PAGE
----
I have seen addicts become better people than you and me. Those previously deemed selfish, sick, irresponsible, lost, criminal, hopeless. Pick an adjective – at one point they all fit. I know this sounds like pure hyperbole. And to clarify, I don’t mean better than their old selves – that is obvious. I actually mean better than you and me.
You and I, presumably, are the definition of good people. We try to do the right thing on a daily basis. We live the Golden Rule. But at the end of the day we close the curtains on the larger community. We choose to be with just ourselves or the nuclear family we have created. We retreat to safety, comfort and self.
But the recovering addict doesn’t do that.
They often choose to mentor those who are still suffering severely – with little concern for the temptation that may present. In the Big Book it is referred to as “giving back” or Step 12. They claim that it helps themselves – but this, I think, is an overly generous sentiment.
I liken their behavior to that of a person surviving a fire… and then becoming a fireman. I don’t know about you, but I would never be that brave.
When those we love truly beat their addiction it can be hard to recognize them.
And it can be humbling to see that they have surpassed us in their ability to love and empathize.
For example, my daughter shares an apartment with three other individuals in long term recovery. Their lease has expired, and two of them have decided to buy a home and possibly marry. But even though this couple is ready for life’s next big step – they will not leave the other two women behind. One could rationalize and say they are bringing them along to help pay the rent. Until you learn that they are narrowing their house search to homes that can access the bus line. My daughter is the only one of the four that does not have her driver’s license. Purchasing a home within walking distance of public city transportation is of course more expensive.
And then there was the lesson I was given on Christmas day. I had told my husband I wanted a pair of earrings made by a local artisan jeweler. I wanted any color but blue – because, lucky me, I already had so much blue! On Christmas day I opened my gift… and they were blue. My face fell. I didn’t hide my disappointment. I even said “Ohhh… but they are blue.”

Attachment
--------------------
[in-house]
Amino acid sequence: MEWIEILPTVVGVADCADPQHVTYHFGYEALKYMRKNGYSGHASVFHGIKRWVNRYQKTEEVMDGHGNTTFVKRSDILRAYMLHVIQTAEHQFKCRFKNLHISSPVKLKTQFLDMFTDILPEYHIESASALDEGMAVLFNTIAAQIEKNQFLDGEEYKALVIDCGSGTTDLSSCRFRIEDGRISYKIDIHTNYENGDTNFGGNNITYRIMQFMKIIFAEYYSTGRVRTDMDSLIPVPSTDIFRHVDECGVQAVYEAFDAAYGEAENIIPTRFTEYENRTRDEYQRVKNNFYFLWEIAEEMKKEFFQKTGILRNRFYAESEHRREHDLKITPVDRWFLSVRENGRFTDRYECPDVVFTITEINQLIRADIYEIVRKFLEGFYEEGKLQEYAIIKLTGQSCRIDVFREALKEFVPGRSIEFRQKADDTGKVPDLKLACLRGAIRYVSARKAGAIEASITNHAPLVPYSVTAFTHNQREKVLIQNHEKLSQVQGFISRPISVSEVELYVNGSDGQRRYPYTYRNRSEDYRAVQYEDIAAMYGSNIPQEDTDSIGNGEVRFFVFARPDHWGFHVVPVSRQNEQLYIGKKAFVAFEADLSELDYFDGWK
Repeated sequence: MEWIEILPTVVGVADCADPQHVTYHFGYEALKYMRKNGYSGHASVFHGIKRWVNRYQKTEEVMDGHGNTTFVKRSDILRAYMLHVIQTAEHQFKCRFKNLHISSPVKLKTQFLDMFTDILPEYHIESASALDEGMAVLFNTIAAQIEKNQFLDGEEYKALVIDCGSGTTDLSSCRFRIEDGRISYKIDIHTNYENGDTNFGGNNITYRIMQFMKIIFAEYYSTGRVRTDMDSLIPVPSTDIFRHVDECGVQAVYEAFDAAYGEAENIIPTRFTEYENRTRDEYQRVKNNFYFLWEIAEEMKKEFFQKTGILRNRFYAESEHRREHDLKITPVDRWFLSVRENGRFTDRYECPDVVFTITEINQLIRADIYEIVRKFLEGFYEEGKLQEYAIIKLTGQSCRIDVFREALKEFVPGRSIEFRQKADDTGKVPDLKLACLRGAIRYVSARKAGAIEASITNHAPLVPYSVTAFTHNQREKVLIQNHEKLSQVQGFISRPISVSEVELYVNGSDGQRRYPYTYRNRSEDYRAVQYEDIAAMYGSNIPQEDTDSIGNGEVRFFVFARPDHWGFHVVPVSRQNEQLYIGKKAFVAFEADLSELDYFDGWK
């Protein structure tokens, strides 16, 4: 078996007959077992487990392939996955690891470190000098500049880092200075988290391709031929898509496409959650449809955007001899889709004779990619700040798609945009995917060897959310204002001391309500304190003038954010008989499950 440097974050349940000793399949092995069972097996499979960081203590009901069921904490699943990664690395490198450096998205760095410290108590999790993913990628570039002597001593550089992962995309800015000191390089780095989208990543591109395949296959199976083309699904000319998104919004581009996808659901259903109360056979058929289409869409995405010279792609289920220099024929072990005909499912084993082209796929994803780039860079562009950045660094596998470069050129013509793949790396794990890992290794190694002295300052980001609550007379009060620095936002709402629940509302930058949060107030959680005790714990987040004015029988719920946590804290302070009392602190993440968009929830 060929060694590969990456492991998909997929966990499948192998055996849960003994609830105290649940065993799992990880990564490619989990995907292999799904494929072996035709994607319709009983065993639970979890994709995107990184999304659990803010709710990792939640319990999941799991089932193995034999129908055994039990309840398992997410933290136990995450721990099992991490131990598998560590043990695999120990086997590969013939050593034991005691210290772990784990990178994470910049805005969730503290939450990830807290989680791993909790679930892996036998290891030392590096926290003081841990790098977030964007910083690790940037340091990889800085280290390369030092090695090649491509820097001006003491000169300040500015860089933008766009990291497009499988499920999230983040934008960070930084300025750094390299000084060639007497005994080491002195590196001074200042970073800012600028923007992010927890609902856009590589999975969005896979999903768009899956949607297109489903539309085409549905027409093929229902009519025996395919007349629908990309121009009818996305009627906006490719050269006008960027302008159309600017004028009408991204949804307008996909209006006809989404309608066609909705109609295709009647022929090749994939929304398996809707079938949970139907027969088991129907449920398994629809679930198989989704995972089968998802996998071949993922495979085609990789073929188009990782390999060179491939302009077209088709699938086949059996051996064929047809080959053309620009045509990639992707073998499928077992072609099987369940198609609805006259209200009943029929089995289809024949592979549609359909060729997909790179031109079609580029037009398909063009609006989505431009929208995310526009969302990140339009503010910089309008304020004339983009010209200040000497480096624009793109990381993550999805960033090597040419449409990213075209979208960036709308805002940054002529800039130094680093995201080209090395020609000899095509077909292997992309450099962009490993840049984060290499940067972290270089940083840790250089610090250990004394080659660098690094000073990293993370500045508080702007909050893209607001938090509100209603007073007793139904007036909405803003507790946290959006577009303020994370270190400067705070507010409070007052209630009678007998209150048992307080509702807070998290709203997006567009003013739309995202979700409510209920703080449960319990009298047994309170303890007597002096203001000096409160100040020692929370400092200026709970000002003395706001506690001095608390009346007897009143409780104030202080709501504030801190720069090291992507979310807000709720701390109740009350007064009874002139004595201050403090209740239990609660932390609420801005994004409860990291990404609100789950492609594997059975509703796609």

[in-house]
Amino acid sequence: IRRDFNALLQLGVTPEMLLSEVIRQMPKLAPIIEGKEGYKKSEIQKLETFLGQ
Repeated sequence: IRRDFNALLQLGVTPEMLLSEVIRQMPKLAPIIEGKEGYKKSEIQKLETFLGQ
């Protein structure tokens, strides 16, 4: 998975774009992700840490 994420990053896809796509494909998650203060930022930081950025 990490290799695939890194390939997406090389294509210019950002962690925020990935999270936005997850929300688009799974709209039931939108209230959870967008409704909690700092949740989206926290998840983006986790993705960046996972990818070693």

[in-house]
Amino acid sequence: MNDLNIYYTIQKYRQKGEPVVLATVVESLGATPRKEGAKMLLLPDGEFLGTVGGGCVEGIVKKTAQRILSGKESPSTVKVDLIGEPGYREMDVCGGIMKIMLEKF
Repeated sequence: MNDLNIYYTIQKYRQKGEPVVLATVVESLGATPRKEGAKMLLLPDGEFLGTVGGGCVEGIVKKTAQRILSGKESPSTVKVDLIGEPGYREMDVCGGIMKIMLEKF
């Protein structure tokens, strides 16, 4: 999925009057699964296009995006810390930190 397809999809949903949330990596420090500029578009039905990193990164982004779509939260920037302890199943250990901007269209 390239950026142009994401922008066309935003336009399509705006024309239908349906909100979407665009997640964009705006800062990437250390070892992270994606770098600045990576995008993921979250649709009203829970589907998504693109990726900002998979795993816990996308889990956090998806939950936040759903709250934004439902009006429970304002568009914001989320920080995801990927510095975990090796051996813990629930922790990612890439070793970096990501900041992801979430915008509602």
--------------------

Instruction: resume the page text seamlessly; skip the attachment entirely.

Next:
My daughter looked at me and said “but they are beautiful.” And later she said “Mom, you should have been grateful.” She was right. I had put my feelings (not needs!) first in a matter as trivial as that of material abundance.
I can’t imagine living every day weighing my psychological, financial and material needs on an equivalent basis with the larger community. I had thought the Golden Rule was enough. But the Golden Rule is based on seeing things through your own eyes – treating others as you would like to be treated. But how about getting the “you” out of it?
Becoming a better person is within reach. I know this because I have learned it from the recovery community.
7 thoughts on “I Wish I Could Be A Better Person.”
Annemarie, What a beautiful lesson.! You have such insight and you make magic with your words!
Thanks Chris. You have already learned this lesson. xo
This is a lesson we learn from our spiritual teacher, and a lesson easily forgotten! Through cosmic coincidence, yours is the 2nd reminder I have had in 12 hours from random sources. It seems the cosmos is giving me signs, Thanks for sharing 🙂
thank you Jess.
Hi Annemarie- thank you for your yet again very insightful words. I have to disagree with only one of your opening adjectives- speaking only for myself…where there is life there is hope, nobody in my heart or head is ever hopeless? My son as well has focused a large part of his recovery on reaching out to other recovering, as well as active addicts. I must admit that even though I try to live by the-can’t cure it, can’t control it ,give it to God rule for loved ones, I still hold my breath every time he goes out the door into the reach of temptation.I cannot imagine the will power he has. Guess the closest name I could give my fears is to liken it to PTSD. You are so right , there is always room for us all to become a better person. Thank you!!!!!!
Hi Amanda – I guess I wasn’t as hopeful as you. After so many, many revolving door incidents I did lose faith. I actually was expecting the “call.” But, you are right: where there is life there is hope. So I suppose I should have clarified that it was me who was hopeless. But in the end I never stopped trying (how could we?) And now we are the very lucky ones with kids in LTR. xo